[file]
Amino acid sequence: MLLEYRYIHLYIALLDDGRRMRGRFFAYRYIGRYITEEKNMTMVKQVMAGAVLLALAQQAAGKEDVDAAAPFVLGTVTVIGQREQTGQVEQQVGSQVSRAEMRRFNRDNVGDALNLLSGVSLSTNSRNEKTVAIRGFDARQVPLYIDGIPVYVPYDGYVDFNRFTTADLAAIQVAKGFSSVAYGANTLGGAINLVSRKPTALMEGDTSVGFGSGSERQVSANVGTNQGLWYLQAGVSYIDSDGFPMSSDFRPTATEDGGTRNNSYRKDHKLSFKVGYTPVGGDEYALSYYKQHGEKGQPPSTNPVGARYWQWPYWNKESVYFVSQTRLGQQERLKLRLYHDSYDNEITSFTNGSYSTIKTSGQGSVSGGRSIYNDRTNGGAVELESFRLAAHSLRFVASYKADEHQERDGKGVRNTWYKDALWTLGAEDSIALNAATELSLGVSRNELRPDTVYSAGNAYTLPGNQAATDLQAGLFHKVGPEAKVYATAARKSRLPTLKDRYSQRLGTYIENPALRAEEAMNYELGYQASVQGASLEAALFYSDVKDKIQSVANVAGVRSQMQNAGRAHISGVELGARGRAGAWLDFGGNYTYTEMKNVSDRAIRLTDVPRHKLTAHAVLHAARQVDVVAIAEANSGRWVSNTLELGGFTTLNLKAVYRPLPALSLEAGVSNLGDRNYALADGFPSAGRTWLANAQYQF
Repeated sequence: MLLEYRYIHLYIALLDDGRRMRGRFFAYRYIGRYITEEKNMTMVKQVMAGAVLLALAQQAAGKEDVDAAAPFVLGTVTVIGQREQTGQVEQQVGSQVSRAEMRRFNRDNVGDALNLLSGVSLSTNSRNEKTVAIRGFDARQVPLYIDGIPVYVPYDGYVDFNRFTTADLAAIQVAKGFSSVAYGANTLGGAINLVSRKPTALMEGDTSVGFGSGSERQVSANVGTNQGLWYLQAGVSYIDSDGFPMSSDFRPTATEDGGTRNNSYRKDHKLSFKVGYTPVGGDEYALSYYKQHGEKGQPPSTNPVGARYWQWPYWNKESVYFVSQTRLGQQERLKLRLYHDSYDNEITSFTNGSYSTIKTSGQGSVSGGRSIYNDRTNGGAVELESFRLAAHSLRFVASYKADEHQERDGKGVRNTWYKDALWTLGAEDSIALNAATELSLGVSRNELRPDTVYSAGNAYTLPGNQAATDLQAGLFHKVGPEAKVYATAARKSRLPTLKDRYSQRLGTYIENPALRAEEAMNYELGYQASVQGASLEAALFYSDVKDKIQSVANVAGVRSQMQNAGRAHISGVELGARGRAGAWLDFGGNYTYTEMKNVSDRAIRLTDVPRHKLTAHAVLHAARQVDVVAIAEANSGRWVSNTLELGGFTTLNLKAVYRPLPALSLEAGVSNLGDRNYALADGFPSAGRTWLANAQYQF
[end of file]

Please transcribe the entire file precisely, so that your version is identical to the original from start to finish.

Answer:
Amino acid sequence: MLLEYRYIHLYIALLDDGRRMRGRFFAYRYIGRYITEEKNMTMVKQVMAGAVLLALAQQAAGKEDVDAAAPFVLGTVTVIGQREQTGQVEQQVGSQVSRAEMRRFNRDNVGDALNLLSGVSLSTNSRNEKTVAIRGFDARQVPLYIDGIPVYVPYDGYVDFNRFTTADLAAIQVAKGFSSVAYGANTLGGAINLVSRKPTALMEGDTSVGFGSGSERQVSANVGTNQGLWYLQAGVSYIDSDGFPMSSDFRPTATEDGGTRNNSYRKDHKLSFKVGYTPVGGDEYALSYYKQHGEKGQPPSTNPVGARYWQWPYWNKESVYFVSQTRLGQQERLKLRLYHDSYDNEITSFTNGSYSTIKTSGQGSVSGGRSIYNDRTNGGAVELESFRLAAHSLRFVASYKADEHQERDGKGVRNTWYKDALWTLGAEDSIALNAATELSLGVSRNELRPDTVYSAGNAYTLPGNQAATDLQAGLFHKVGPEAKVYATAARKSRLPTLKDRYSQRLGTYIENPALRAEEAMNYELGYQASVQGASLEAALFYSDVKDKIQSVANVAGVRSQMQNAGRAHISGVELGARGRAGAWLDFGGNYTYTEMKNVSDRAIRLTDVPRHKLTAHAVLHAARQVDVVAIAEANSGRWVSNTLELGGFTTLNLKAVYRPLPALSLEAGVSNLGDRNYALADGFPSAGRTWLANAQYQF
Repeated sequence: MLLEYRYIHLYIALLDDGRRMRGRFFAYRYIGRYITEEKNMTMVKQVMAGAVLLALAQQAAGKEDVDAAAPFVLGTVTVIGQREQTGQVEQQVGSQVSRAEMRRFNRDNVGDALNLLSGVSLSTNSRNEKTVAIRGFDARQVPLYIDGIPVYVPYDGYVDFNRFTTADLAAIQVAKGFSSVAYGANTLGGAINLVSRKPTALMEGDTSVGFGSGSERQVSANVGTNQGLWYLQAGVSYIDSDGFPMSSDFRPTATEDGGTRNNSYRKDHKLSFKVGYTPVGGDEYALSYYKQHGEKGQPPSTNPVGARYWQWPYWNKESVYFVSQTRLGQQERLKLRLYHDSYDNEITSFTNGSYSTIKTSGQGSVSGGRSIYNDRTNGGAVELESFRLAAHSLRFVASYKADEHQERDGKGVRNTWYKDALWTLGAEDSIALNAATELSLGVSRNELRPDTVYSAGNAYTLPGNQAATDLQAGLFHKVGPEAKVYATAARKSRLPTLKDRYSQRLGTYIENPALRAEEAMNYELGYQASVQGASLEAALFYSDVKDKIQSVANVAGVRSQMQNAGRAHISGVELGARGRAGAWLDFGGNYTYTEMKNVSDRAIRLTDVPRHKLTAHAVLHAARQVDVVAIAEANSGRWVSNTLELGGFTTLNLKAVYRPLPALSLEAGVSNLGDRNYALADGFPSAGRTWLANAQYQF